Hong Kong, 16 June 2015:Corporate earnings have been falling in the US, and the Federal Reserve is expected to raise interest rates in the near future, sparking investor concerns about the potential impact on the S&P 500. But this is no time for investors to rid of their US equities, which are set to re-assert their leadership among global stock markets in the second half of 2015, says Dominic Rossi, Global Chief Investment Officer, Equities, Fidelity Worldwide Investment
“Investors have two main concerns about the prospects for the US equity markets – earnings and valuations – but neither of these is likely to bring an end to the six-year-old bull market yet”, said Mr Rossi. “I expect earnings growth to recover as 2015 progresses, continuing into next year.”
“The main culprit for the recent fall in earnings was the country’s large energy sector, where profitability was badly affected by the 2014 oil price collapse,” he notes. “However, the benefits of these lower energy prices on the wider economy will only emerge in the second half of the year, led by higher consumer spending on discretionary and staple items.”
Moreover, dollar strength has weighed on earnings of companies with sizeable businesses abroad, for which profits are recorded in foreign currencies and therefore drop as the dollar rises. “If the dollar continued to strengthen throughout the year, we would see further earnings adjustments, but I think this trend has now run its course,” says Mr Rossi.
US Equity Valuations Not Overly Stretched
“I am not concerned that US equity market valuations are overly stretched,” said Mr Rossi. “Healthy dividend yields and earnings growth will enable equity markets to make further progress, as equity valuations are not expensive compared to other asset classes. What’s more, interest rates are low and will remain so, both in nominal and real terms. This will be the case even when the Fed starts normalising rates, as rate hikes will be small and very gradual.”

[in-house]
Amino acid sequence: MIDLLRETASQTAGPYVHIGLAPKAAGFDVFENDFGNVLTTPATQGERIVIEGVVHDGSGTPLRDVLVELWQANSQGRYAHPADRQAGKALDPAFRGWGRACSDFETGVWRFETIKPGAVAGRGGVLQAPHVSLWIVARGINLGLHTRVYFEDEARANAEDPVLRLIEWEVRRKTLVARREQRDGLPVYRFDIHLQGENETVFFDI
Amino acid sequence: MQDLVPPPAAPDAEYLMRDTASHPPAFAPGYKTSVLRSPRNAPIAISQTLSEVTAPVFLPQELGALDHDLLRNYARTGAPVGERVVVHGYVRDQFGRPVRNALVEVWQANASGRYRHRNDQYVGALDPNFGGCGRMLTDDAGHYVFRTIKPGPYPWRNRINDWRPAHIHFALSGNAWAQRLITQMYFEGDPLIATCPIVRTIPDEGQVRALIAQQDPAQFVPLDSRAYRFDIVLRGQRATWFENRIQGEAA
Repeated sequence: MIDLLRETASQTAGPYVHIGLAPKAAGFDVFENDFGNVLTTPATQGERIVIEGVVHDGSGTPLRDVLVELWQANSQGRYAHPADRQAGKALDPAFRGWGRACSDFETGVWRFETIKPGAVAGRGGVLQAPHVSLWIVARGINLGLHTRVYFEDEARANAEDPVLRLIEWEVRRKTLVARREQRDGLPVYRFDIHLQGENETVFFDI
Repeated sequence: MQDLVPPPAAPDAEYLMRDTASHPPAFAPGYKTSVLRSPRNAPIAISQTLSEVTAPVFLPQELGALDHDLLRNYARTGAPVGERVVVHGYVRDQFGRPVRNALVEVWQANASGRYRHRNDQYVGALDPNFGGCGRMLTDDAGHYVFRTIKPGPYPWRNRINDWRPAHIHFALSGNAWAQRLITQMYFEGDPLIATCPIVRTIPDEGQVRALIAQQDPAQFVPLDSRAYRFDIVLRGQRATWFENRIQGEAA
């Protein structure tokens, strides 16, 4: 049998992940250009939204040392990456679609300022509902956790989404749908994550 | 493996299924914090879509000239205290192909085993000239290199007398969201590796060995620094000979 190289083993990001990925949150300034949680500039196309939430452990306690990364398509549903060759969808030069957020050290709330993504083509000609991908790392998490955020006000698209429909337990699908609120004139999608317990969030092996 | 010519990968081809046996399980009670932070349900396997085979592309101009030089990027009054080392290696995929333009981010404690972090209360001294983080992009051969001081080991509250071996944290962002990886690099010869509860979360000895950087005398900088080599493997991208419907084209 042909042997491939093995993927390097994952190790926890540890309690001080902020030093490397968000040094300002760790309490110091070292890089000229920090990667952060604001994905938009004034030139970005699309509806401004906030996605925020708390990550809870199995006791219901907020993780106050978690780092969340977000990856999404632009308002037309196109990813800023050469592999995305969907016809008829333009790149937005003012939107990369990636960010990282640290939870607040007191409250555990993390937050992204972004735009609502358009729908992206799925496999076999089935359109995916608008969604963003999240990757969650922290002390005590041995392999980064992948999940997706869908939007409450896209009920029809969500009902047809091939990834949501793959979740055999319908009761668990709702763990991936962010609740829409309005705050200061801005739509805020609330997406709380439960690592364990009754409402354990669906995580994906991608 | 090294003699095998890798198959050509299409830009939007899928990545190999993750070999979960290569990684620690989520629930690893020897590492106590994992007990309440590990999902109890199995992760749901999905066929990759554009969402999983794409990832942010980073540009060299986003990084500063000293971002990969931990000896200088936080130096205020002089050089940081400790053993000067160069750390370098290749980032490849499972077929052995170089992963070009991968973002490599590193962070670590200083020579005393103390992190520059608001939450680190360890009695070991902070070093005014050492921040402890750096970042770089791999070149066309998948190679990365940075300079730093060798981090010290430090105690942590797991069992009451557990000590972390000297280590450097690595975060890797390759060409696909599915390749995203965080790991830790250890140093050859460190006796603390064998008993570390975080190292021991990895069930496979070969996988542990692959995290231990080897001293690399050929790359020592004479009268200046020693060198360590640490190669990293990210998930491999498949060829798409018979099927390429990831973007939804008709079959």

Outlook for Asia Hinges on Reform Programmes
“The situation for China is rather different: growth is weakening, and there is likely to be more monetary easing,” said Mr Rossi. “While Chinese economic data has disappointed in the first half of the year as the market went through a pronounced soft patch, this is likely to prove temporary and I believe that the Chinese authorities will be successful in engineering a soft landing for their economy.”
“The market outlook of China and many other Asian countries hinges on further strides along the crucial reform path. We expect that economies like China, India and Indonesia will be able to deliver their reform programmes to rebalance their economies away from export-dependent growth towards a domestic consumption-led model.
“The ongoing steps in existing programmes will ensure continuous progress and broad acceptance of the changes involved, which will put longer-term economic growth prospects on a sounder footing.”
What This Means for Investors
“In a world of excess savings that keeps yields low, tomorrow returns are brought forward to today, so investors should focus principally on long-duration assets that provide real returns. This argues for buy-and-hold equity and real estate strategies that allow for the reinvestment of dividend and rental income distributions,” he concluded.
About Fidelity Worldwide Investment
Fidelity Worldwide Investment is an asset manager serving investors in 25 countries across Asia-Pacific, Europe, and Latin America. With USD $285 billion assets under management (AuM) and around 7,000 employees, we are one of the world's largest providers of investment strategies across asset classes, and retirement solutions. Investment is our only business, and our mission is to enable our clients to achieve their financial goals through outstanding investment solutions and service. (Data as at 31 March 2015)
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